In the case of our Laudemio Frescobaldi olive oil, since it contains a high percentage of polyphenols and low acidity (both signs of high quality), the maximum allowable expiration date of 24 months is assigned.

Optimal Use of Extra Virgin Olive Oil

If the olive oil's expiration date is still distant, the priority is to preserve its quality to fully enjoy its benefits.

Prepare  quick and easy recipes with olive oil, relishing its freshness and savoring its rich flavor and aroma. Did you know that frying with olive oil  is a healthier choice?

Now, let's explore  some tips on how to maximize its shelf life.


Storing tips to delay olive oil expiration

When storing olive oil, it's crucial to protect it from its three main adversaries: high temperatures, light, and oxygen. Proper management of these elements significantly influences the shelf life of olive oil.

Here's what you should do:

  • Avoid exposing the container to sunlight or artificial light: a dark bottle helps longevity, like the one used for Laudemio oil;
  • Ideally, the oil should be stored at a temperature between 12 °C and 18 °C, in a cool, dry place;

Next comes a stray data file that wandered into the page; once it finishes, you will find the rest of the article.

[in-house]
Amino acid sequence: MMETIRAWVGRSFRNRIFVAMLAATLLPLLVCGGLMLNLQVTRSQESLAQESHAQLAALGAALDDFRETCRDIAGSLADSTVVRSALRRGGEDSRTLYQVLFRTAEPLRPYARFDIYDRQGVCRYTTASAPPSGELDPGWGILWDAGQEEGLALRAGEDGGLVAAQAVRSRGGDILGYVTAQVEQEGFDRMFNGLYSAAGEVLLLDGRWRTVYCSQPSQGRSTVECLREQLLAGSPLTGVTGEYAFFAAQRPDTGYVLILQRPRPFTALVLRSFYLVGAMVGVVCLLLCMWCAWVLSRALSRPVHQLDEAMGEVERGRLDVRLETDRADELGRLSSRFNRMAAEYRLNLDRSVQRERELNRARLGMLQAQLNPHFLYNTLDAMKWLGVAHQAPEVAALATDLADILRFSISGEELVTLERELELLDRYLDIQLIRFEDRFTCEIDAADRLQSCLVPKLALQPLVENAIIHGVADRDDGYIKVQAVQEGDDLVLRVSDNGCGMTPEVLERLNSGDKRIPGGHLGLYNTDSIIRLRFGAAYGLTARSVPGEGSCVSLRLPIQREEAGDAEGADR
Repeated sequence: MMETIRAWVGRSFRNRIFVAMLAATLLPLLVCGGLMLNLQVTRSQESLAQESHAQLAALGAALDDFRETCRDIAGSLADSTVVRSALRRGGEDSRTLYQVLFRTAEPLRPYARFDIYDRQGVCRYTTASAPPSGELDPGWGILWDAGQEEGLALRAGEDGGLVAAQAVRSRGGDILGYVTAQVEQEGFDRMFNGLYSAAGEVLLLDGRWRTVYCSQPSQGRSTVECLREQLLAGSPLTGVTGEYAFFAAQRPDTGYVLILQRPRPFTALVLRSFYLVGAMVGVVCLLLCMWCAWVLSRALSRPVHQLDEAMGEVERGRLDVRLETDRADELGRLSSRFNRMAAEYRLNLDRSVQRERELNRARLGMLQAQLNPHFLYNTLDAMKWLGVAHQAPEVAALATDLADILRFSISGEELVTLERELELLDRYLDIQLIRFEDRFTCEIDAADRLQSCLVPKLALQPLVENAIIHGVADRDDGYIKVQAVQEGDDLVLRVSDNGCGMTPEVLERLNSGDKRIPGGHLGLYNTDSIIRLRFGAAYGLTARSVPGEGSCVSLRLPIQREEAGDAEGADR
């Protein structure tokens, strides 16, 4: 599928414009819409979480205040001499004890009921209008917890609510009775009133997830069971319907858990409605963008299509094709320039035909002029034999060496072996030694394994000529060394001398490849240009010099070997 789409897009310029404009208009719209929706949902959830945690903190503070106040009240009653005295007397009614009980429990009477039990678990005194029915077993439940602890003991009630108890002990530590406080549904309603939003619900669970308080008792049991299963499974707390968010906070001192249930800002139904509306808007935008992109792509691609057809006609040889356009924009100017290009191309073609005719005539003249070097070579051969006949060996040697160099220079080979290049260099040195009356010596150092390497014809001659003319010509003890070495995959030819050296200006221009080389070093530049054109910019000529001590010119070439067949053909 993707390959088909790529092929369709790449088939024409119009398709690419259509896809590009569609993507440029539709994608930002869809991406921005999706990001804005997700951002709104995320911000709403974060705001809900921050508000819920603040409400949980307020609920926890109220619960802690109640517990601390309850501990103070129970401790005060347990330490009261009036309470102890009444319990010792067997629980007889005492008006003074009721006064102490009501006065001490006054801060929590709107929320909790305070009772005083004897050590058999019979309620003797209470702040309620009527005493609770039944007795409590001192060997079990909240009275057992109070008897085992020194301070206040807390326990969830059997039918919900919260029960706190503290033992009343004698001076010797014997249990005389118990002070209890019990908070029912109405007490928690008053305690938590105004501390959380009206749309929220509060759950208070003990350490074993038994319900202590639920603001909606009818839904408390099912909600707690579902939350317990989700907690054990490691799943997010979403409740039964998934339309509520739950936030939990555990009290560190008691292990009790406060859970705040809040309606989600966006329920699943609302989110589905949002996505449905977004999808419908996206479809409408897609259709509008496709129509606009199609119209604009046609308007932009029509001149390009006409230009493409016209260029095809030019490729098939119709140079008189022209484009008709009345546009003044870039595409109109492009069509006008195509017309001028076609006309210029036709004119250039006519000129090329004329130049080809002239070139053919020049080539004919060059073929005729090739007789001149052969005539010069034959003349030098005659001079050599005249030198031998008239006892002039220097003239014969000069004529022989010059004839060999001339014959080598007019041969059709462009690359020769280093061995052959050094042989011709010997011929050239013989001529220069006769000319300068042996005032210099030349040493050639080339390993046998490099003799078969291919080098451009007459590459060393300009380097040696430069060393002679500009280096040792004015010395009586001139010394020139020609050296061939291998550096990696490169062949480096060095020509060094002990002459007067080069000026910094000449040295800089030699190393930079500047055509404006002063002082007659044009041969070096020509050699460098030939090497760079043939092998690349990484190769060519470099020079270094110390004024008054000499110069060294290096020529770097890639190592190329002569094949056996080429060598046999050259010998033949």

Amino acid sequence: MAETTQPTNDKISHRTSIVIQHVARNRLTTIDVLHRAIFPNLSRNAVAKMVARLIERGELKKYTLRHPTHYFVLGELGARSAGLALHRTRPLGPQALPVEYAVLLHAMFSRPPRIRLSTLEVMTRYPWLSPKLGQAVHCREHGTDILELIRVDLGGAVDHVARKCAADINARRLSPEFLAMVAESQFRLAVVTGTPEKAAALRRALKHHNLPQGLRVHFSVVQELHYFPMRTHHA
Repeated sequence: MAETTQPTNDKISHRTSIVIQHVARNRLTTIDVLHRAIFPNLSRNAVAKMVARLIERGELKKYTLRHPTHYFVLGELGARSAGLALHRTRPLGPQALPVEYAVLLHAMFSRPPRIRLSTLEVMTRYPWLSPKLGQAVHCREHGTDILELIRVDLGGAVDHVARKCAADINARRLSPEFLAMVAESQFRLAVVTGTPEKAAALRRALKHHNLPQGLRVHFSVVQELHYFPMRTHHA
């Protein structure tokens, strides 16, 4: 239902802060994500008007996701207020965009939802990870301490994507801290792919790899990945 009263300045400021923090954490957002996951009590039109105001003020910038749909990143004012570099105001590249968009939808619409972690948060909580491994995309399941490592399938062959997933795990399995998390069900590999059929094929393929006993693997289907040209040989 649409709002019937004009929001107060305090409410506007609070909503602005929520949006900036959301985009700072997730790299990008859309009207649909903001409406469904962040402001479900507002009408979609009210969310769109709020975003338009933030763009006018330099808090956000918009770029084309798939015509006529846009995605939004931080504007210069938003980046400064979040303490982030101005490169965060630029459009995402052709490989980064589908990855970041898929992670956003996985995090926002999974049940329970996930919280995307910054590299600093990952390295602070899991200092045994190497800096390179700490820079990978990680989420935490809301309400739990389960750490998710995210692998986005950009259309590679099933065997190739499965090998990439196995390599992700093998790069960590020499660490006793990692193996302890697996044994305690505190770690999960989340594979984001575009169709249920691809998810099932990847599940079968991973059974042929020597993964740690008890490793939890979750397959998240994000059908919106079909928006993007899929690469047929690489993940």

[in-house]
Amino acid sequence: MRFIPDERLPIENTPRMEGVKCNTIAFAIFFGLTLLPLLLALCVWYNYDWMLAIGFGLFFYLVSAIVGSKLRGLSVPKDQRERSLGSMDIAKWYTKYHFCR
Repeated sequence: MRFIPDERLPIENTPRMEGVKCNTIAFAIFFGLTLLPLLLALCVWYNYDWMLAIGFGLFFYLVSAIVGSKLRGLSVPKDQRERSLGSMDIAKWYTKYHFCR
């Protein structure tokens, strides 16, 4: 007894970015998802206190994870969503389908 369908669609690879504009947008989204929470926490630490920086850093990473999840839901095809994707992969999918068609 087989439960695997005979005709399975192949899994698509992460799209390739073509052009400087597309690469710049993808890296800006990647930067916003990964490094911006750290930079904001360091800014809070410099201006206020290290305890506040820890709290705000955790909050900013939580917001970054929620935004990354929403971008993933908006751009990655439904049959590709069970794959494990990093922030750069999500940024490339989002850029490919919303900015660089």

• Airtight sealing is essential to ward off any danger of oxidation (prefer anti-racking caps to old oil jars).

Inadequate storage can lead to the worst consequence: rancidity. This occurs due to oxidation and decomposition of the oil's fatty acids, resulting in changes in its color, unpleasant odor, altered taste, and the formation of harmful substances through chemical reactions.

For responsible consumption, purchase only as much oil as needed each year to avoid it expiring before use. Follow these guidelines to preserve its properties and maintain its freshness.

Expired Olive Oil: How Long After Expiration Can You Still Use It?

There are no health contraindications to consuming recently expired olive oil. It can still be safely used, even for frying.

After using all the remaining oil, ensure to clean the bottle thoroughly to remove every drop before disposing of it. If you have expired olive oil that you no longer need, dispose of it properly in designated waste oil containers.

Final Considerations on Extra Virgin Olive Oil Expiration

We have discussed the importance of extra virgin olive oil expiration and how it affects the quality and safety of the product. There are various factors that can affect the shelf life of olive oil, including the type of cultivar, storage method, and polyphenol content.

We recommend using olive oil before its maximum expiration date to ensure an optimal culinary experience and to reap all its health benefits. Always opt for the highest quality products, such as our Laudemio Frescobaldi olive oil, which is meticulously cared for throughout every stage of production until bottling. However, remember that proper storage ultimately falls on your shoulders. And don't worry if you find yourself with expired olive oil - it can still be utilized for frying.

Follow our tips to make the most of this valuable ingredient.